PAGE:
Introduction to the Book of Kings

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The book of Kings used to be one book but was arbitrarily divided because Greek and Latin is a wordier language than Hebrew. It tells of Solomon’s reign and then 38 other kings who ruled.

The book of 1 Kings mainly follows the life and times of King Solomon, David’s son with Bathsheba. He grew up in the royal palace with all the advantages that affords. He wrote 1005 songs and 3000 proverbs, which we have some in the book of Proverbs. He was the wisest man in the world, thanks to God giving him the gift of wisdom.

Israel experienced its Golden Age under King Solomon, a time forever remembered by the Jewish people. Most of the Promised Land was occupied by Israel and there was peace and prosperity.

Solomon’s greatest accomplishment, the building of God’s temple, took place with 200,000 workers laboring 7 years to complete it.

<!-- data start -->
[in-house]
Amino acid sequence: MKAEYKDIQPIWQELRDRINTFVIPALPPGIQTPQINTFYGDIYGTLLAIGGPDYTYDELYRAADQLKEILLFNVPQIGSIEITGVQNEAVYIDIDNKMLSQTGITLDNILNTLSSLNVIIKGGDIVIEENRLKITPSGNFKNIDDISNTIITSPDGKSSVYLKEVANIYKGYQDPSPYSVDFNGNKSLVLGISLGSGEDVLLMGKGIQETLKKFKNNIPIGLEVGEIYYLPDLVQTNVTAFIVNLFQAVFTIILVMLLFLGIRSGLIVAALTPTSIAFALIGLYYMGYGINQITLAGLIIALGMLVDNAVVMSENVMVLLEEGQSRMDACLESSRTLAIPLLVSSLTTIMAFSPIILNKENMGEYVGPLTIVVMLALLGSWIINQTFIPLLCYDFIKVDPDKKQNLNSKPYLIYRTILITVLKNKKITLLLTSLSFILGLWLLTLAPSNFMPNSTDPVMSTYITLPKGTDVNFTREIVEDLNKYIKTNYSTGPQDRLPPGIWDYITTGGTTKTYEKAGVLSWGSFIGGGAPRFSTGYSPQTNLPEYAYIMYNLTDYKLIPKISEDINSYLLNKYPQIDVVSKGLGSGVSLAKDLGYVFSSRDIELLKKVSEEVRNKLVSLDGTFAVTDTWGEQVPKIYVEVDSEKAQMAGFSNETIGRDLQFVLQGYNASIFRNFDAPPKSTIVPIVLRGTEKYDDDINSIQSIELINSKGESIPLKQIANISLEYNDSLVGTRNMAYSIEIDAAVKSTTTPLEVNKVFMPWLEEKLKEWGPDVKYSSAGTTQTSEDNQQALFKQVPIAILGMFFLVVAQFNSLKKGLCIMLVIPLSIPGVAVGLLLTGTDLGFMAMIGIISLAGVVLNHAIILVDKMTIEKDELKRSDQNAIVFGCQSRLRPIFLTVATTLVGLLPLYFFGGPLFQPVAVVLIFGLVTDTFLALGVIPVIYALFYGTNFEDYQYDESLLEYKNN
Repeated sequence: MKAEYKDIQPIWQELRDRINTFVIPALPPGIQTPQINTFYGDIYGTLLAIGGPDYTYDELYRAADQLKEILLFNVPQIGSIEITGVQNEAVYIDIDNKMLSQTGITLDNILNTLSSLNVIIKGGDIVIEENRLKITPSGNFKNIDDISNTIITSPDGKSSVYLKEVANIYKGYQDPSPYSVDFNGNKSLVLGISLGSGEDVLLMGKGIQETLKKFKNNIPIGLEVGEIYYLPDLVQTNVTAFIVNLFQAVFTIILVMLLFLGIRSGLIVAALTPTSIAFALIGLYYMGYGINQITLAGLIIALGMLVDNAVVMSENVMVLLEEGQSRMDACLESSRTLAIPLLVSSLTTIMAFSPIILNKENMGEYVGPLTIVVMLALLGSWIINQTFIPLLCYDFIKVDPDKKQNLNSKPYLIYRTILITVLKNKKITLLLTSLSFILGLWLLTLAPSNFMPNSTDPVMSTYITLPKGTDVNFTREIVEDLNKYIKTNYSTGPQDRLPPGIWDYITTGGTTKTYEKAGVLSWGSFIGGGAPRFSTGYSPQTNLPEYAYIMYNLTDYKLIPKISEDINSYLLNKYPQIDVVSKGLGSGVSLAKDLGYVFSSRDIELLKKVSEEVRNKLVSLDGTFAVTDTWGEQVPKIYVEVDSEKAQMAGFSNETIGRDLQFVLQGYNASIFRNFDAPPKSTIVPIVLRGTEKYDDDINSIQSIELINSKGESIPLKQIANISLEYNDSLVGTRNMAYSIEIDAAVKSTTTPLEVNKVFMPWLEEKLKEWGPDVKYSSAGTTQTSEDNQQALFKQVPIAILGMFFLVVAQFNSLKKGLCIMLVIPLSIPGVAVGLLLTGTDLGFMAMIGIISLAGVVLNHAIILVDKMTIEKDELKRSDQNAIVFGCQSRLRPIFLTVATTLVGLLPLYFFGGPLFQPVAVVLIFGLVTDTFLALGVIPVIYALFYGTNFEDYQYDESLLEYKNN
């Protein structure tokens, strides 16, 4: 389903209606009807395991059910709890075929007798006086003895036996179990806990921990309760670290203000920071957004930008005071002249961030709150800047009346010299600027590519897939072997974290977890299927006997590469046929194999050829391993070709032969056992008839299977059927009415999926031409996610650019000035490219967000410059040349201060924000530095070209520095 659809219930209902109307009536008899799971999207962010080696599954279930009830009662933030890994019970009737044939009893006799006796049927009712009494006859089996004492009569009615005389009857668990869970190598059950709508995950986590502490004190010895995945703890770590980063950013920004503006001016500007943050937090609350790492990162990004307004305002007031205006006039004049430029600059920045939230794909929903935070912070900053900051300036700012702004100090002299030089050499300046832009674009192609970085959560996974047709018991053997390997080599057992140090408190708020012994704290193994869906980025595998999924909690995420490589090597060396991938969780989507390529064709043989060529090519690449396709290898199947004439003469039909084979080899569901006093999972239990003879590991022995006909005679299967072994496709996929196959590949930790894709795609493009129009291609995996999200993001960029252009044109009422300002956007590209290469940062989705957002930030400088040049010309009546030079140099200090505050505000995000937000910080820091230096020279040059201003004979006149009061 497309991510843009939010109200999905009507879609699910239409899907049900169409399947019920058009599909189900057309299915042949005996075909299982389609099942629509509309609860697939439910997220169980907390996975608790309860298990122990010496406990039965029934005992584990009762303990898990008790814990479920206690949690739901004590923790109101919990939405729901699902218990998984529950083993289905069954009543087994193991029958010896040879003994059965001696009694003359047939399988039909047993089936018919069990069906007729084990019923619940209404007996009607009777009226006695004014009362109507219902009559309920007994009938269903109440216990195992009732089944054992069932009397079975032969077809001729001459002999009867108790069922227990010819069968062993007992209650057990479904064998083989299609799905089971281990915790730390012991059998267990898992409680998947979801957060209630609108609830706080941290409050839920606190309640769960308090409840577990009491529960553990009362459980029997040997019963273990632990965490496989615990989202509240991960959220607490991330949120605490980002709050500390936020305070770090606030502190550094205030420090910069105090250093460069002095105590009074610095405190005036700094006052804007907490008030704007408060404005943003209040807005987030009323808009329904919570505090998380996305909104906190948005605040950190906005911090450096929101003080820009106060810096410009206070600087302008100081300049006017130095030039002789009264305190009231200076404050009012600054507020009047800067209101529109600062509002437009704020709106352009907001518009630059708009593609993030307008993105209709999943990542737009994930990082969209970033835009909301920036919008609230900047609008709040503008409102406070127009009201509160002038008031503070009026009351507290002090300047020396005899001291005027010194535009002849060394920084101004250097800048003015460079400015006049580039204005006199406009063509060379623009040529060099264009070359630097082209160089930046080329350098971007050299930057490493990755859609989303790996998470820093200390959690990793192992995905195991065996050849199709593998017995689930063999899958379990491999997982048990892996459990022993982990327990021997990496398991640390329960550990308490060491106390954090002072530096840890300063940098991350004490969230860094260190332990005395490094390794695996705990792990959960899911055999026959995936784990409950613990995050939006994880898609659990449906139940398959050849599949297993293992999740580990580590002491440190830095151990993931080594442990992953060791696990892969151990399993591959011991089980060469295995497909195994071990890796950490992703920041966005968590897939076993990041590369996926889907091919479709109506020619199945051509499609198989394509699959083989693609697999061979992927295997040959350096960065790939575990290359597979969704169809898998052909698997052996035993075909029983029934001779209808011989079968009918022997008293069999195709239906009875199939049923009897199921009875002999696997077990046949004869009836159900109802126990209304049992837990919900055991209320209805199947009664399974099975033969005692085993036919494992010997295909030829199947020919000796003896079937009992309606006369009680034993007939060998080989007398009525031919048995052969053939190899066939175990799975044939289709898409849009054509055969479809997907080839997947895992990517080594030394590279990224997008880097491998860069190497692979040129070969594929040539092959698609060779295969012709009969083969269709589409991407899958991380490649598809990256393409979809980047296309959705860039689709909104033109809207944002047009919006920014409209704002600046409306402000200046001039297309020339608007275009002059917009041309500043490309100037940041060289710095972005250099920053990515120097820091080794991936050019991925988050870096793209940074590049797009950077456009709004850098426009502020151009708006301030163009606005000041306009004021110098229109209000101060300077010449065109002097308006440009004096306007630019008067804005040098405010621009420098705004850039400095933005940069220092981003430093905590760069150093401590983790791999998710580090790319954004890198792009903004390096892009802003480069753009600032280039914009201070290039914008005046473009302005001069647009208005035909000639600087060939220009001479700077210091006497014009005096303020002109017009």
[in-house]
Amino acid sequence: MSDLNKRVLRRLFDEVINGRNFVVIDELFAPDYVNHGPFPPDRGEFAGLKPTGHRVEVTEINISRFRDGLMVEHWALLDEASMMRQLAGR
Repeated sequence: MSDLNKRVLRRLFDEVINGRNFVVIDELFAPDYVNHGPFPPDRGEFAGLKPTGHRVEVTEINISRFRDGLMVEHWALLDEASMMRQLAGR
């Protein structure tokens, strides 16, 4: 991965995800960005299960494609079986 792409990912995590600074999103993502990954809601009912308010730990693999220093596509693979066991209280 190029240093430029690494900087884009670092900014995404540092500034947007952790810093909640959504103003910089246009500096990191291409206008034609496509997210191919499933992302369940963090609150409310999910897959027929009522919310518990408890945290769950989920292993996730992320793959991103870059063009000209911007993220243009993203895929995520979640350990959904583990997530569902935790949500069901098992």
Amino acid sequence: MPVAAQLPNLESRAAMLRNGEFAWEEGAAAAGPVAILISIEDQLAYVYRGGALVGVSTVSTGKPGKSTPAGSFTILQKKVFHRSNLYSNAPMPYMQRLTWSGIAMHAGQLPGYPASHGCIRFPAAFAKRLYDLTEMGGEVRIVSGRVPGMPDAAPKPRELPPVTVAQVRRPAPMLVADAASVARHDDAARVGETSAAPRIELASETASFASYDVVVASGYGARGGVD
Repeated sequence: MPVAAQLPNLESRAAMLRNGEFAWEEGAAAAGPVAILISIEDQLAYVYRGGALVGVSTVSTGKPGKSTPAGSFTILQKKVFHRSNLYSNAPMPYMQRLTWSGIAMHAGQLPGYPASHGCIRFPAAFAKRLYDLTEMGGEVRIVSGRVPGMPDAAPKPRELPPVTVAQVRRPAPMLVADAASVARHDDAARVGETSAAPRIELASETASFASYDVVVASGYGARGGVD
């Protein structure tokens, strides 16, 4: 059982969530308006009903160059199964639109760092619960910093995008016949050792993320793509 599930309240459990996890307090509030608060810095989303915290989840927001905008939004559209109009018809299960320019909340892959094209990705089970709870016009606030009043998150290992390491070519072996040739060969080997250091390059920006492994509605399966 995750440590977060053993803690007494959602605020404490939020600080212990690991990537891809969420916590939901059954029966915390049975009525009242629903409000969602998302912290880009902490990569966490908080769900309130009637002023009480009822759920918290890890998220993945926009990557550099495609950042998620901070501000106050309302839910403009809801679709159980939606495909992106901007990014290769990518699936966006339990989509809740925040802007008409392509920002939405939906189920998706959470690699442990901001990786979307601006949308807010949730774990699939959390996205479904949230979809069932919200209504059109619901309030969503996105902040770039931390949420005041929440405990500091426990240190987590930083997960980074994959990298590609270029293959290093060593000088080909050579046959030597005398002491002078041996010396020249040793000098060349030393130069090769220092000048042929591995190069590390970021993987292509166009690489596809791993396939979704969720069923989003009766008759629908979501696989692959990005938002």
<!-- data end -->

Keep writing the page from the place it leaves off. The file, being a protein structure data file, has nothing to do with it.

However, later on, Solomon fell — and Israel along with him. The problem lay in Solomon himself. Prone to excesses, he wasted money on such things as gold shields, ivory, peacocks, and silver. He built himself a palace that was twice the size of God’s temple. He married foreign wives (700 in total) and had 300 concubines. Then, he began to build altars to foreign gods.

God was never the center of Solomon’s life, as God had been for his father, David. To pay for his extravagant building projects, a tax was instituted, and he kept workers as virtual slaves. He ceded northern towns, and resentment grew, leading to the split between Israel and Judah.

2 Chronicles follows this time period as well, often offering more details that the book of Kings. The prophets preached during this time as well, with Elijah’s story being told in 1 Kings.

Following God’s laws seems simple; but as you and I (as well as Solomon) all know, it’s not so simple as it appears.

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